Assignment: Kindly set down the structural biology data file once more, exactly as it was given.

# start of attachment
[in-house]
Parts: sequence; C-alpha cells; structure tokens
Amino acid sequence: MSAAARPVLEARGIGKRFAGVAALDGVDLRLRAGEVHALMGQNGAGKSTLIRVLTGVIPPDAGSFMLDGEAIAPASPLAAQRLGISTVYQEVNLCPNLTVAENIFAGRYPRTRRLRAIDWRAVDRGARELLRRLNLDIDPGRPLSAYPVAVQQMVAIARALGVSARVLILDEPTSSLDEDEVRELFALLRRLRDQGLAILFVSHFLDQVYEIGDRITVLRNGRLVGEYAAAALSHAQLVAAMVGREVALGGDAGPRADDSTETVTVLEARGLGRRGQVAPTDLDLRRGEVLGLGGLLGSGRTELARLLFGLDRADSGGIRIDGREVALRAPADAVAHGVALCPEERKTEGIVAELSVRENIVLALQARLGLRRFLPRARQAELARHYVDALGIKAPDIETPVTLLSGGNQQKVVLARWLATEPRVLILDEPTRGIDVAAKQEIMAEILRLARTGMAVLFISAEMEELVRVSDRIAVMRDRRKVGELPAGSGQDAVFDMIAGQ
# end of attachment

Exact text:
[in-house]
Parts: sequence; C-alpha cells; structure tokens
Amino acid sequence: MSAAARPVLEARGIGKRFAGVAALDGVDLRLRAGEVHALMGQNGAGKSTLIRVLTGVIPPDAGSFMLDGEAIAPASPLAAQRLGISTVYQEVNLCPNLTVAENIFAGRYPRTRRLRAIDWRAVDRGARELLRRLNLDIDPGRPLSAYPVAVQQMVAIARALGVSARVLILDEPTSSLDEDEVRELFALLRRLRDQGLAILFVSHFLDQVYEIGDRITVLRNGRLVGEYAAAALSHAQLVAAMVGREVALGGDAGPRADDSTETVTVLEARGLGRRGQVAPTDLDLRRGEVLGLGGLLGSGRTELARLLFGLDRADSGGIRIDGREVALRAPADAVAHGVALCPEERKTEGIVAELSVRENIVLALQARLGLRRFLPRARQAELARHYVDALGIKAPDIETPVTLLSGGNQQKVVLARWLATEPRVLILDEPTRGIDVAAKQEIMAEILRLARTGMAVLFISAEMEELVRVSDRIAVMRDRRKVGELPAGSGQDAVFDMIAGQ